Make no mistake about it, rollerblade skating or inline skating is a growing sport in the United States and everywhere else in the world. As American sports entertainment becomes a staple of cable television in all four corners of the globe, expect the growth of in line skating as both a sports activity for people to enjoy as well as a spectator sport.
In fact, according to the Sporting Goods Manufacturers Association in the United States, inline skating’s participation level grew four times. We’re talking 400% in between the years 1992 to 1995. According to American demographic statistics, close to 32 million Americans aged seven years old and above, participated in some kind of inline skating activity in 1998.
This is old data as you can probably already tell. If we project the growth rate from that period of 20 years ago to now, inline skating is a huge sport. There are extreme in line skating sports as part of the X Games and its popularity continues to grow.
What Accounts for This Popularity?
Considering the rise of in line skating, why is it such a growing sport? What explains its appeal to Americans and Western Europeans, as well as inhabitants of other countries?
Well first of all, it’s very easy to see its fitness applications. You actually get the best of both worlds when you do inline skating. On the one hand, you get tremendous amount of calorie burn. You burn lots of calories by working your lower body. I am of course talking about your legs, thighs, calves, even butt and hips. As you increase your speed, you increase intensity and this can lead to a tremendous amount of cardiovascular exercise, as well as resistance exercise for the lower part of your body.
If you are rollerblading long distances, inline skating can also burn a lot of calories through endurance. It builds up your stamina. The best part to all of this is that it’s a fairly low impact sport. A lot of people do inline skating at a speed that is slightly below an extremely intense level. This enables them to cover a larger area doing inline skating and to skate for a far longer time.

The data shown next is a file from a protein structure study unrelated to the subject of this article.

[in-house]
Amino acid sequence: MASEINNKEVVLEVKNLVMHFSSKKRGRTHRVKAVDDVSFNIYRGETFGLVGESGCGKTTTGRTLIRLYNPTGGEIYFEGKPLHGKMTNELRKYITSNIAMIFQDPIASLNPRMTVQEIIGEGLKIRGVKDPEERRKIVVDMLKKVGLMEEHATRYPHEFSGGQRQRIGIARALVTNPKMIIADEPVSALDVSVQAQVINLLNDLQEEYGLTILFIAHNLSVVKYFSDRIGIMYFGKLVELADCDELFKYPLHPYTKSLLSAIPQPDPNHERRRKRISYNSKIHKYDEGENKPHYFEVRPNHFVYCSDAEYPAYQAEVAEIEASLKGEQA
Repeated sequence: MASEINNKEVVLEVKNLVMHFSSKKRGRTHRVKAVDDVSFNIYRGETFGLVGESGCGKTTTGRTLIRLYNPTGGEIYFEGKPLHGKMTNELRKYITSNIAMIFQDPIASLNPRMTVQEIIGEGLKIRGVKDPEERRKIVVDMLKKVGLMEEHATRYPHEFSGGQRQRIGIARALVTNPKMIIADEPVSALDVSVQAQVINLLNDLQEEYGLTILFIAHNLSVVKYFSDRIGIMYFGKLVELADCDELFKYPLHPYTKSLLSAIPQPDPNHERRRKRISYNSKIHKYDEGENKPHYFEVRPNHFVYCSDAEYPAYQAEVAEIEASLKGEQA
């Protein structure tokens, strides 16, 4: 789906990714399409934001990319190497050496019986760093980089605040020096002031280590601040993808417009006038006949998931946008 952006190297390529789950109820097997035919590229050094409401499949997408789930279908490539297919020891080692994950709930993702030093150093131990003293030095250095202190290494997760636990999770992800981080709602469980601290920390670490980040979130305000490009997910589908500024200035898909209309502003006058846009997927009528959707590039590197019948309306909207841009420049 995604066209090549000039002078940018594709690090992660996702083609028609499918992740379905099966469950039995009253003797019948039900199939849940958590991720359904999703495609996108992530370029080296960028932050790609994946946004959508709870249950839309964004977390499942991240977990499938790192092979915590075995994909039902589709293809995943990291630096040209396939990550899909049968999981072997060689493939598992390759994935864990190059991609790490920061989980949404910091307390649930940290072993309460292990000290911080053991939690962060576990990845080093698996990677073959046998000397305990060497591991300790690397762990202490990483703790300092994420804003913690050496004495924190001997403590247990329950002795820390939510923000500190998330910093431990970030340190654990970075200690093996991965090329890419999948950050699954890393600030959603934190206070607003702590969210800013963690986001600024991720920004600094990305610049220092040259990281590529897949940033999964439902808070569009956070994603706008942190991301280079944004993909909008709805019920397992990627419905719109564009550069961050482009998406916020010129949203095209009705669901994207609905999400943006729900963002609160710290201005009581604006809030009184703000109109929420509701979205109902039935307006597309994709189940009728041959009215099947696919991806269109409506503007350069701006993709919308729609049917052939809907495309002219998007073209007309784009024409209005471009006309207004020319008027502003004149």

The end result is you burn a lot more calories without feeling necessarily tired. This is a great combination and it’s no surprise that inline skating has excited both men and women. It also has a tremendous cross demographic appeal. We’re talking about people from all ethic backgrounds, all age ranges, and all areas of the country.
When it comes to physical sport, inline skating is definitely a great, accessible, and easy to take up sport compared to other sports like swimming, for example, which requires a pool.
If you want to take up swimming, you better have a backyard swimming pool or your homeowners association or condominium better have a shared swimming pool. If you don’t have a swimming pool in your common areas, you better hope that in your district in your city, you have a public pool. Unfortunately, this is too much to assume for a lot of people. That’s why swimming poses serious barriers in terms of sports growth because it’s not always accessible.